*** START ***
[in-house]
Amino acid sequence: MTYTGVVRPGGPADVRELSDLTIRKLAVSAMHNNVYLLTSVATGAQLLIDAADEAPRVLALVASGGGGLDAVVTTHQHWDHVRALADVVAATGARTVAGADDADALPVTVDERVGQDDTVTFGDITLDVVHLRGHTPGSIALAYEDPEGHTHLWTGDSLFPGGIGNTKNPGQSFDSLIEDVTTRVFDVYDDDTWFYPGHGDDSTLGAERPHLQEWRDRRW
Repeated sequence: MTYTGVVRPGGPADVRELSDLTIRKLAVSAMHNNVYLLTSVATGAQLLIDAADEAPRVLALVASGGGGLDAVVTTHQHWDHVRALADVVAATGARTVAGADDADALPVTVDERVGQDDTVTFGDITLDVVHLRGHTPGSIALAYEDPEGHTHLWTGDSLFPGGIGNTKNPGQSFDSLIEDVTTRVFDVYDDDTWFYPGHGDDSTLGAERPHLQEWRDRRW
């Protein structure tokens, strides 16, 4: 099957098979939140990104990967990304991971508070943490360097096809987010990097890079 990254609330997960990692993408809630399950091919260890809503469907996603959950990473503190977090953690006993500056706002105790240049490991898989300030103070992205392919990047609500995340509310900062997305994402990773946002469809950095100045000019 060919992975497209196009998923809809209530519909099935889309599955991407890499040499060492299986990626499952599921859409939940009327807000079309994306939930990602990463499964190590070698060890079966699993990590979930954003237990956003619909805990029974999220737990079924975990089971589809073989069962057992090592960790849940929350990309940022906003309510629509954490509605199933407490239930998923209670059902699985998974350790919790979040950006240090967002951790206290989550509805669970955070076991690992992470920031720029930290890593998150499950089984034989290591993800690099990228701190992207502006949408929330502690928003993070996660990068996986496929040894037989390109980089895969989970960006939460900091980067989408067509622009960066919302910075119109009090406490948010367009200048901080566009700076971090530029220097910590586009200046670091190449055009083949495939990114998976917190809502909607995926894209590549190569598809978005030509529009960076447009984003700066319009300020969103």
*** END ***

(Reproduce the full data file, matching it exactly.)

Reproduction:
[in-house]
Amino acid sequence: MTYTGVVRPGGPADVRELSDLTIRKLAVSAMHNNVYLLTSVATGAQLLIDAADEAPRVLALVASGGGGLDAVVTTHQHWDHVRALADVVAATGARTVAGADDADALPVTVDERVGQDDTVTFGDITLDVVHLRGHTPGSIALAYEDPEGHTHLWTGDSLFPGGIGNTKNPGQSFDSLIEDVTTRVFDVYDDDTWFYPGHGDDSTLGAERPHLQEWRDRRW
Repeated sequence: MTYTGVVRPGGPADVRELSDLTIRKLAVSAMHNNVYLLTSVATGAQLLIDAADEAPRVLALVASGGGGLDAVVTTHQHWDHVRALADVVAATGARTVAGADDADALPVTVDERVGQDDTVTFGDITLDVVHLRGHTPGSIALAYEDPEGHTHLWTGDSLFPGGIGNTKNPGQSFDSLIEDVTTRVFDVYDDDTWFYPGHGDDSTLGAERPHLQEWRDRRW
């Protein structure tokens, strides 16, 4: 099957098979939140990104990967990304991971508070943490360097096809987010990097890079 990254609330997960990692993408809630399950091919260890809503469907996603959950990473503190977090953690006993500056706002105790240049490991898989300030103070992205392919990047609500995340509310900062997305994402990773946002469809950095100045000019 060919992975497209196009998923809809209530519909099935889309599955991407890499040499060492299986990626499952599921859409939940009327807000079309994306939930990602990463499964190590070698060890079966699993990590979930954003237990956003619909805990029974999220737990079924975990089971589809073989069962057992090592960790849940929350990309940022906003309510629509954490509605199933407490239930998923209670059902699985998974350790919790979040950006240090967002951790206290989550509805669970955070076991690992992470920031720029930290890593998150499950089984034989290591993800690099990228701190992207502006949408929330502690928003993070996660990068996986496929040894037989390109980089895969989970960006939460900091980067989408067509622009960066919302910075119109009090406490948010367009200048901080566009700076971090530029220097910590586009200046670091190449055009083949495939990114998976917190809502909607995926894209590549190569598809978005030509529009960076447009984003700066319009300020969103």